At the end of the fourth season Johnson submitted a story to producer Bert Granet called “The Grandfather Clock” about an elderly man who is emotionally dependent upon a wind-up grandfather clock. He believes that if the clock stops ticking he will die. His loved ones watch helplessly as he sinks further and further into his obsession. At the end of the story he dies after the clock falls on top of him and stops ticking. The moment the clock is repaired and begins to tick again the old man’s granddaughter gives birth. Granet liked the idea and told him to flesh it out into a teleplay. By the time he submitted it to the show, however, William Froug had taken over as producer. Convinced it wouldn’t work as an episode, Froug gave it to writer Richard DeRoy to adapt. DeRoy kept Johnson’s concept but changed the ending so that the old man realizes that he no longer needs the clock and is permitted to live. Johnson was so dissatisfied with the episode that he removed his name from it—the only person to ever do so during the show’s five year run—and used the pseudonym “Johnson Smith” instead. The episode remains enjoyable, thanks largely to a great cast and a very moving musical score from Bernard Herman, but it lacks the emotional resonance found in his earlier episodes. After four teleplays of his own and four adaptations of his work, this was how George Clayton Johnson departed The Twilight Zone.
            Before we go any further let’s talk about “Dreamflight.” At some point between selling “Kick the Can” in 1962 and the show’s cancellation in 1964, Johnson co-wrote an original teleplay with friend and frequent collaborator William F. Nolan called “Dreamflight," about a woman living with a recurring nightmare in which she is a passenger on an airplane that gradually begins to shut down before falling out of the sky. Several days later she boards a real airplane and notices the exact same sequence of events from her dream starting to unfold there. She begins to panic. The man sitting next to her does his best to distract her from her thoughts and they develop a connection. By the end of the flight she has forgotten the nightmare and is finally ready to move forward with her life. The plane lands safely and the story ends. The fantasy element here is ambiguous much like the supernatural abilities of the Mystic Seer in “Nick of Time.” The protagonist chooses not to fall victim to her own mind and is willing to take steps to prevent this from happening much like William Shatner in the earlier episode.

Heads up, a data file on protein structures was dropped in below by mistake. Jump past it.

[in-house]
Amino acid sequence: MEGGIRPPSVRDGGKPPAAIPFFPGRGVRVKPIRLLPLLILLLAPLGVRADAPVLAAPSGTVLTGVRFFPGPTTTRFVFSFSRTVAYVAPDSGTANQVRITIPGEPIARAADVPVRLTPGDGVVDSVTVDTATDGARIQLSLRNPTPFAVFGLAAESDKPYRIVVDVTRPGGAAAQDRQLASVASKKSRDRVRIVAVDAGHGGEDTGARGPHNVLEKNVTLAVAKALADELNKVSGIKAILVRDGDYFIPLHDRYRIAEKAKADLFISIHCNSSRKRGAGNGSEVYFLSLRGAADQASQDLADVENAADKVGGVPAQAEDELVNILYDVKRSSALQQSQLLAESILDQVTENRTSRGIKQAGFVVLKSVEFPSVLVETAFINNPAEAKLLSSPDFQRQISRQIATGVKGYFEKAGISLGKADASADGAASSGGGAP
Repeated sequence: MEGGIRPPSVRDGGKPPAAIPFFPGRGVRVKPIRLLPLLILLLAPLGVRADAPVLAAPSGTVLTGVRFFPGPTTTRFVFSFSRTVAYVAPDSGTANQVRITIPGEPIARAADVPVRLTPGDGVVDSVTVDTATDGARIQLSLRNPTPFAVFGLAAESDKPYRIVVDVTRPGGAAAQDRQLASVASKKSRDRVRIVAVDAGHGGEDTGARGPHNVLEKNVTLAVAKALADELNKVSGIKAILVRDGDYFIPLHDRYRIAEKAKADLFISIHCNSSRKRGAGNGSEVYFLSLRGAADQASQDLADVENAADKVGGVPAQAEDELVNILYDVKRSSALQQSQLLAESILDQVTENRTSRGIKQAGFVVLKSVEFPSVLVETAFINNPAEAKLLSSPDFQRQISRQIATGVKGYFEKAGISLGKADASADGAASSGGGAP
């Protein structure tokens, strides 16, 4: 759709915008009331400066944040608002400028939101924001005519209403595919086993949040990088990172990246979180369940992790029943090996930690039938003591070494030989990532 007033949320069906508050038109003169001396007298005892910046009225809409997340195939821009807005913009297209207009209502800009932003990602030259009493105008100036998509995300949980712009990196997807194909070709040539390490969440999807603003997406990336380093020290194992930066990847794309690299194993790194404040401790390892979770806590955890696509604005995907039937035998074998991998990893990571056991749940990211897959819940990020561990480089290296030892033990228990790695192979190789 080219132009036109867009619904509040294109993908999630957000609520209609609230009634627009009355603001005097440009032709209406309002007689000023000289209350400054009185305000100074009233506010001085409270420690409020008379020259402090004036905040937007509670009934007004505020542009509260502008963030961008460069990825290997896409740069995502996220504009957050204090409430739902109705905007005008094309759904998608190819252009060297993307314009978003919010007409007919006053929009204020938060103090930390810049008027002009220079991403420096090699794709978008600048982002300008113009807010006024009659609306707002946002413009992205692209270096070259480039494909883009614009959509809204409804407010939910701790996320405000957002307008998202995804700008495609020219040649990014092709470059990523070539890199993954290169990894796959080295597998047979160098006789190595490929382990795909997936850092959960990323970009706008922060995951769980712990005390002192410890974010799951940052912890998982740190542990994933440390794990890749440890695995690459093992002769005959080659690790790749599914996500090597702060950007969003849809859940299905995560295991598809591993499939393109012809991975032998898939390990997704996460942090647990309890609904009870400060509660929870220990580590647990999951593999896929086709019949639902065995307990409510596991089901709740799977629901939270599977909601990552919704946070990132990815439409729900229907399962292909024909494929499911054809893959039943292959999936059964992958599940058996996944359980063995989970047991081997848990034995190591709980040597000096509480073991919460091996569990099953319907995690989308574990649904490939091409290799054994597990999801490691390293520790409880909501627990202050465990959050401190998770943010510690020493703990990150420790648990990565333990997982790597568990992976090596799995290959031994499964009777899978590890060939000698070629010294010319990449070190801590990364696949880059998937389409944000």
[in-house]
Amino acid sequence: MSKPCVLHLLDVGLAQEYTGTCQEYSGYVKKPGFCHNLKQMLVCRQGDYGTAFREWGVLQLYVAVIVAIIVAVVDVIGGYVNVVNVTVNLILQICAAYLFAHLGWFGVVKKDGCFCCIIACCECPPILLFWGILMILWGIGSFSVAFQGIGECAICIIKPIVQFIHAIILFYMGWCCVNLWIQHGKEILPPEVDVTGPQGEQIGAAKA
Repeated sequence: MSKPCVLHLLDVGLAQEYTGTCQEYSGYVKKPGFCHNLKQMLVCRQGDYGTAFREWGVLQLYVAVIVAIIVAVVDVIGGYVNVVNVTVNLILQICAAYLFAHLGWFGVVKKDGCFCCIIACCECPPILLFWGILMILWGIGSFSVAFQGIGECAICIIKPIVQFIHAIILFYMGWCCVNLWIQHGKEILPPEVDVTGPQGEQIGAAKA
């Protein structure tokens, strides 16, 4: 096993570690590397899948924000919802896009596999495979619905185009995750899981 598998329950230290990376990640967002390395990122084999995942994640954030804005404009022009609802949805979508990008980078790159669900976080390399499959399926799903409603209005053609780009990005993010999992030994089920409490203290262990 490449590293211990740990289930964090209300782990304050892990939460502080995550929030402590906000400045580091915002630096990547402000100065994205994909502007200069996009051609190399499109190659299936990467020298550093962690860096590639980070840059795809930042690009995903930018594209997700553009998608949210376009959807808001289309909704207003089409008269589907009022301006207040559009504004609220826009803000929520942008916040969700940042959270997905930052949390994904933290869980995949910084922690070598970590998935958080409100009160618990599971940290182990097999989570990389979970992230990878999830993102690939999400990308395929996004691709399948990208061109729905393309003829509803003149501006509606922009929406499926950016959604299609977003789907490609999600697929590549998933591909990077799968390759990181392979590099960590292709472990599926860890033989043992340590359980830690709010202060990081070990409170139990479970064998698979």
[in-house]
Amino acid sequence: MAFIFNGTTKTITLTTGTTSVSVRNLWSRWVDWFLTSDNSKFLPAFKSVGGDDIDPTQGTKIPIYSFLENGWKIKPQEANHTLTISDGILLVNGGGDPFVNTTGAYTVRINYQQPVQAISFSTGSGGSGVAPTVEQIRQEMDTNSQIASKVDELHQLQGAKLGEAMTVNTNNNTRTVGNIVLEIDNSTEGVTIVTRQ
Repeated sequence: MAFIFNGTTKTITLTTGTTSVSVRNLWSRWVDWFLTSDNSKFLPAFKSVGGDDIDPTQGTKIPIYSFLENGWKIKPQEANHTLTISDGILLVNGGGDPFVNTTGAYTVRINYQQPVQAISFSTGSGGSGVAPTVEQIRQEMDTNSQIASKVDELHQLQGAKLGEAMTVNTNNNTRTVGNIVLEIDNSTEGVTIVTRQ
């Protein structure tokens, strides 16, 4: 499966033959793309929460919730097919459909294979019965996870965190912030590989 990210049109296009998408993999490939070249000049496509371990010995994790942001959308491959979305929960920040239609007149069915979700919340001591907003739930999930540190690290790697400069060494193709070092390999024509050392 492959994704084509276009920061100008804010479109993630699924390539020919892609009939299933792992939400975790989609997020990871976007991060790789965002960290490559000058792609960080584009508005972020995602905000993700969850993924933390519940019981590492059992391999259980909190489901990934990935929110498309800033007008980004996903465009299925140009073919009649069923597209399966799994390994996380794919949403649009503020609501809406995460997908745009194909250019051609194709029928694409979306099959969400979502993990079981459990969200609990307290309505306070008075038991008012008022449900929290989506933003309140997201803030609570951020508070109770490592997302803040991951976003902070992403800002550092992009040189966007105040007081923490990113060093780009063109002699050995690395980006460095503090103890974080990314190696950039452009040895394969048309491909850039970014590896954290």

There appears to be some confusion as to when “Dreamflight” was sold to the show. The dates given by past researchers vary considerably, as do the reasons for why it was never made into an episode. Many, including Nolan, say that it was submitted to the show near the end of season three. This meant that Buck Houghton would have been the one to decide its fate. No definitive reason as to why this one never made it past the writing phase has ever really been given although many believe that the script was not completed in time to be included in the third season and was abandoned altogether once the show went off the air at the end of the season. However, when asked about this project in interviews Johnson recalled selling it to producer William Froug during the fifth season. Like the first scenario, the timing was not in their favor and the show went off the air for good before the script could be filmed. Another reason the producers may have been reluctant to jump into production on the script was the show’s ever-growing catalog of episodes dealing with airplanes or air travel, particularly Serling’s “Twenty-Two” and Matheson’s “Nightmare at 20,000 Feet” both of which bear a resemblance to “Dreamflight.” On an interesting side note, Johnson said that he wrote the first draft of "Kick the Can" while he and Nolan were driving back to Los Angeles from Missouri where the filming of Roger Corman's The Intruder (1962) had just wrapped. The film was adapted by Beaumont from his novel and featured Nolan and Johnson in bit roles. Read more about "Dreamflight" in our interview with William F. Nolan here.
            At the same time that he was penning episodes of The Twilight Zone, Johnson’s work was also appearing on shows like Alfred Hitchcock Presents ("I'll Take Care of You," also featuring Russell Collins), Route 66, The Law and Mr. Jones, and several others. In 1960 the original Ocean's 11 film starring Frank Sinatra finally premiered in theaters. Johnson co-wrote the initial draft of the
Logan's Run, 1967
screenplay with Jack Golden Russell five years earlier. The film was a huge success and Johnson and Russell—along with Harry Brown and Charles Lederer who were brought in for screenplay revisions—were nominated for a Writer’s Guild of America Award. In 1962 he collaborated with friend and mentor Ray Bradbury on an animated short film based on Bradbury’s story “Icarus Montgolfier Wright” which was nominated for an Academy Award. He also saw several of his short stories appear in magazines like Rogue and Gamma. In 1966 he wrote the premiere episode of Star Trek called “The Man Trap.” In 1967 Johnson collaborated with William F. Nolan once again on the landmark science fiction novel Logan's Run (Dial Press) about a dystopian society where people are euthanized at the age of twenty-one. The book was a huge success which spawned two sequels written by Nolan, a 1976 feature film directed by Michael Anderson, a short-lived television series in 1977, and several graphic adaptations.